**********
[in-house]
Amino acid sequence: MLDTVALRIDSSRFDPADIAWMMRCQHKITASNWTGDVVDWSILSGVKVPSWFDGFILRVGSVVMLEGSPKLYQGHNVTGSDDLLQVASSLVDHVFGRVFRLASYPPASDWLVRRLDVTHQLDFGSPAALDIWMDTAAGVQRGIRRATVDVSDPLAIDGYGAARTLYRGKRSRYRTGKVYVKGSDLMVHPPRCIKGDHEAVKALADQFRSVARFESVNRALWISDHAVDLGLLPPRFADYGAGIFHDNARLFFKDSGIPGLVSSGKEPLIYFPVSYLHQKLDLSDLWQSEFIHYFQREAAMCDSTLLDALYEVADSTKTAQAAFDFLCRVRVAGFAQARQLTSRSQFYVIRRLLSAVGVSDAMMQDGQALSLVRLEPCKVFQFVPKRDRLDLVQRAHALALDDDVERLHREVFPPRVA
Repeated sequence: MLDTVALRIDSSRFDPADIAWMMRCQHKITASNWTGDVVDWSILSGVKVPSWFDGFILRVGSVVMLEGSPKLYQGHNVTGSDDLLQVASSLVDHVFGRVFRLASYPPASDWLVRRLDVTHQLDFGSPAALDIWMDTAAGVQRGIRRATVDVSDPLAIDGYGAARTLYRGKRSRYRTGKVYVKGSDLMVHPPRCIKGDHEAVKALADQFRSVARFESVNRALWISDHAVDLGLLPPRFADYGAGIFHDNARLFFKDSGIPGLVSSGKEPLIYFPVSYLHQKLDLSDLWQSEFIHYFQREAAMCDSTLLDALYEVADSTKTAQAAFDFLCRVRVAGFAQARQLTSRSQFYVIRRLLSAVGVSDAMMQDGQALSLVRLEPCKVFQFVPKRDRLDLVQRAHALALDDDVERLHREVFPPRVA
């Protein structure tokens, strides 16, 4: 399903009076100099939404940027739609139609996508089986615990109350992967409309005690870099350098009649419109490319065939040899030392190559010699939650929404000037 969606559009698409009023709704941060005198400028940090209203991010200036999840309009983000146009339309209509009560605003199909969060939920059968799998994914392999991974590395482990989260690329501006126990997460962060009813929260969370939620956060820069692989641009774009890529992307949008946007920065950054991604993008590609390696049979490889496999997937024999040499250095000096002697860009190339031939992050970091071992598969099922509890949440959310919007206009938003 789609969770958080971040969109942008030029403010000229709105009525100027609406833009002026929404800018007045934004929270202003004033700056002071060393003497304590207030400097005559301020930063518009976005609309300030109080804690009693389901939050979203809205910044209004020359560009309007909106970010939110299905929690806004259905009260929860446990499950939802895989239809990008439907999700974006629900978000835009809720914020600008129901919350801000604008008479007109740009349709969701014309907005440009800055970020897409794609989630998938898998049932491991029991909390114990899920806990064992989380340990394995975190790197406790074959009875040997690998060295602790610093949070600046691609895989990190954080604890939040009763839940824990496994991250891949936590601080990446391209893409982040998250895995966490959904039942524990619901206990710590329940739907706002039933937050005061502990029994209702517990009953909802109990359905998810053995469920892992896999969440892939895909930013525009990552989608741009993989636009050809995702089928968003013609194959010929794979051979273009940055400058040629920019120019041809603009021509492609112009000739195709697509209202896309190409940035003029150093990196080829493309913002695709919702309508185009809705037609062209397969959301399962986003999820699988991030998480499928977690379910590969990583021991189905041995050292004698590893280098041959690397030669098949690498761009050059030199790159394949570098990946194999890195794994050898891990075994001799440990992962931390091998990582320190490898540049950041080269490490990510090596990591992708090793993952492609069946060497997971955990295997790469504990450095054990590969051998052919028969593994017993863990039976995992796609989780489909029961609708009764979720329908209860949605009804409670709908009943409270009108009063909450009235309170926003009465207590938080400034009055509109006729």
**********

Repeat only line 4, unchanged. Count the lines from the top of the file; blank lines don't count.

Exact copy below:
């Protein structure tokens, strides 16, 4: 399903009076100099939404940027739609139609996508089986615990109350992967409309005690870099350098009649419109490319065939040899030392190559010699939650929404000037 969606559009698409009023709704941060005198400028940090209203991010200036999840309009983000146009339309209509009560605003199909969060939920059968799998994914392999991974590395482990989260690329501006126990997460962060009813929260969370939620956060820069692989641009774009890529992307949008946007920065950054991604993008590609390696049979490889496999997937024999040499250095000096002697860009190339031939992050970091071992598969099922509890949440959310919007206009938003 789609969770958080971040969109942008030029403010000229709105009525100027609406833009002026929404800018007045934004929270202003004033700056002071060393003497304590207030400097005559301020930063518009976005609309300030109080804690009693389901939050979203809205910044209004020359560009309007909106970010939110299905929690806004259905009260929860446990499950939802895989239809990008439907999700974006629900978000835009809720914020600008129901919350801000604008008479007109740009349709969701014309907005440009800055970020897409794609989630998938898998049932491991029991909390114990899920806990064992989380340990394995975190790197406790074959009875040997690998060295602790610093949070600046691609895989990190954080604890939040009763839940824990496994991250891949936590601080990446391209893409982040998250895995966490959904039942524990619901206990710590329940739907706002039933937050005061502990029994209702517990009953909802109990359905998810053995469920892992896999969440892939895909930013525009990552989608741009993989636009050809995702089928968003013609194959010929794979051979273009940055400058040629920019120019041809603009021509492609112009000739195709697509209202896309190409940035003029150093990196080829493309913002695709919702309508185009809705037609062209397969959301399962986003999820699988991030998480499928977690379910590969990583021991189905041995050292004698590893280098041959690397030669098949690498761009050059030199790159394949570098990946194999890195794994050898891990075994001799440990992962931390091998990582320190490898540049950041080269490490990510090596990591992708090793993952492609069946060497997971955990295997790469504990450095054990590969051998052919028969593994017993863990039976995992796609989780489909029961609708009764979720329908209860949605009804409670709908009943409270009108009063909450009235309170926003009465207590938080400034009055509109006729």